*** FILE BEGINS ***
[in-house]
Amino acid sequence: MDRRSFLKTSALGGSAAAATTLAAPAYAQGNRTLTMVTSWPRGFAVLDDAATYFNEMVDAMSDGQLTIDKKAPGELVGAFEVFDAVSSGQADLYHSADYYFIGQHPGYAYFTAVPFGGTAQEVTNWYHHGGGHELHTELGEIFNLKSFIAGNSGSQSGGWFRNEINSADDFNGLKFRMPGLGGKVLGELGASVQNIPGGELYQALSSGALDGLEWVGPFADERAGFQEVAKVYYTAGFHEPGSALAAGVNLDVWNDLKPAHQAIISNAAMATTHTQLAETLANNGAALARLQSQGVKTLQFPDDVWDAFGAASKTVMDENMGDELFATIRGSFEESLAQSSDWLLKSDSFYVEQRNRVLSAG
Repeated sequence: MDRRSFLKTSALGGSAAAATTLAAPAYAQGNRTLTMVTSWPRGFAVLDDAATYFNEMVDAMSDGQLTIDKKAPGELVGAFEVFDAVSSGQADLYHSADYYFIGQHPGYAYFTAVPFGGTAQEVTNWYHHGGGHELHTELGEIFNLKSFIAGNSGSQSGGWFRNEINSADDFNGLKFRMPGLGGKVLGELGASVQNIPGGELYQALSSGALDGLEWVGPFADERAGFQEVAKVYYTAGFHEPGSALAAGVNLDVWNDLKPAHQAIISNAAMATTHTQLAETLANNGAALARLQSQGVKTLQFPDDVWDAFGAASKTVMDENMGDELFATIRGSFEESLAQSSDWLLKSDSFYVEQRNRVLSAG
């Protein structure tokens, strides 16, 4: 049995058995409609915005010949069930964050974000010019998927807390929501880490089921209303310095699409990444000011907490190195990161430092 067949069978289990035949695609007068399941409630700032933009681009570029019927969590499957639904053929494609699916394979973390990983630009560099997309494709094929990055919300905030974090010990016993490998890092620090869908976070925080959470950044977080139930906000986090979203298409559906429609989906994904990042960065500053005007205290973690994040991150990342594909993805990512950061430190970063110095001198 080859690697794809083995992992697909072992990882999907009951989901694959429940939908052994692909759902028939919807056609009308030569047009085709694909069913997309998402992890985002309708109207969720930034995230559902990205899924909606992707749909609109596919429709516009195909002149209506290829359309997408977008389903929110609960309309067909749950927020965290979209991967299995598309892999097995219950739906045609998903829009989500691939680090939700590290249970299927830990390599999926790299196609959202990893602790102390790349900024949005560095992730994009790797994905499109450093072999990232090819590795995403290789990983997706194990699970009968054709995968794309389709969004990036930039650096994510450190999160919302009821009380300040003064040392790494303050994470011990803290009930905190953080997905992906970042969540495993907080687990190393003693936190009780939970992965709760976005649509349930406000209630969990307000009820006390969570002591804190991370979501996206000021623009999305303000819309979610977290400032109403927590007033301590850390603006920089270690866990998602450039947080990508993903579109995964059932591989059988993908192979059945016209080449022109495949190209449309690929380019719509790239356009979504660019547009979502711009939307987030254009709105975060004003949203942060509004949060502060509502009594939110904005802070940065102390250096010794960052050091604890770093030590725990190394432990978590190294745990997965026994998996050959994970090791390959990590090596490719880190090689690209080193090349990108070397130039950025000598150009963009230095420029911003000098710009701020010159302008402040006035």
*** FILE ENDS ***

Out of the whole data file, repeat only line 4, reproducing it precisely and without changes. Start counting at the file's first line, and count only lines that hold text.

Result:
């Protein structure tokens, strides 16, 4: 049995058995409609915005010949069930964050974000010019998927807390929501880490089921209303310095699409990444000011907490190195990161430092 067949069978289990035949695609007068399941409630700032933009681009570029019927969590499957639904053929494609699916394979973390990983630009560099997309494709094929990055919300905030974090010990016993490998890092620090869908976070925080959470950044977080139930906000986090979203298409559906429609989906994904990042960065500053005007205290973690994040991150990342594909993805990512950061430190970063110095001198 080859690697794809083995992992697909072992990882999907009951989901694959429940939908052994692909759902028939919807056609009308030569047009085709694909069913997309998402992890985002309708109207969720930034995230559902990205899924909606992707749909609109596919429709516009195909002149209506290829359309997408977008389903929110609960309309067909749950927020965290979209991967299995598309892999097995219950739906045609998903829009989500691939680090939700590290249970299927830990390599999926790299196609959202990893602790102390790349900024949005560095992730994009790797994905499109450093072999990232090819590795995403290789990983997706194990699970009968054709995968794309389709969004990036930039650096994510450190999160919302009821009380300040003064040392790494303050994470011990803290009930905190953080997905992906970042969540495993907080687990190393003693936190009780939970992965709760976005649509349930406000209630969990307000009820006390969570002591804190991370979501996206000021623009999305303000819309979610977290400032109403927590007033301590850390603006920089270690866990998602450039947080990508993903579109995964059932591989059988993908192979059945016209080449022109495949190209449309690929380019719509790239356009979504660019547009979502711009939307987030254009709105975060004003949203942060509004949060502060509502009594939110904005802070940065102390250096010794960052050091604890770093030590725990190394432990978590190294745990997965026994998996050959994970090791390959990590090596490719880190090689690209080193090349990108070397130039950025000598150009963009230095420029911003000098710009701020010159302008402040006035």